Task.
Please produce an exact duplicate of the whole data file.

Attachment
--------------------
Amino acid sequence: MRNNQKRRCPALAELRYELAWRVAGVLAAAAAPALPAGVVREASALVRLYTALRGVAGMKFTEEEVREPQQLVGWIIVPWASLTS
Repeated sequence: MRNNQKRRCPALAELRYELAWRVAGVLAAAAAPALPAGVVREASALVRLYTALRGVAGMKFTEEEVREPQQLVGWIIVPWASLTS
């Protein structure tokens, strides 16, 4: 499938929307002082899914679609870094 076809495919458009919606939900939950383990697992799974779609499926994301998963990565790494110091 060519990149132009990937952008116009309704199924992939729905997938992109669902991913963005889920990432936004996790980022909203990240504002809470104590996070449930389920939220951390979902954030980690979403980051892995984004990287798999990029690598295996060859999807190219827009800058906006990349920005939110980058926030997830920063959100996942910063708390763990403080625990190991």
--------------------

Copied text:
Amino acid sequence: MRNNQKRRCPALAELRYELAWRVAGVLAAAAAPALPAGVVREASALVRLYTALRGVAGMKFTEEEVREPQQLVGWIIVPWASLTS
Repeated sequence: MRNNQKRRCPALAELRYELAWRVAGVLAAAAAPALPAGVVREASALVRLYTALRGVAGMKFTEEEVREPQQLVGWIIVPWASLTS
């Protein structure tokens, strides 16, 4: 499938929307002082899914679609870094 076809495919458009919606939900939950383990697992799974779609499926994301998963990565790494110091 060519990149132009990937952008116009309704199924992939729905997938992109669902991913963005889920990432936004996790980022909203990240504002809470104590996070449930389920939220951390979902954030980690979403980051892995984004990287798999990029690598295996060859999807190219827009800058906006990349920005939110980058926030997830920063959100996942910063708390763990403080625990190991």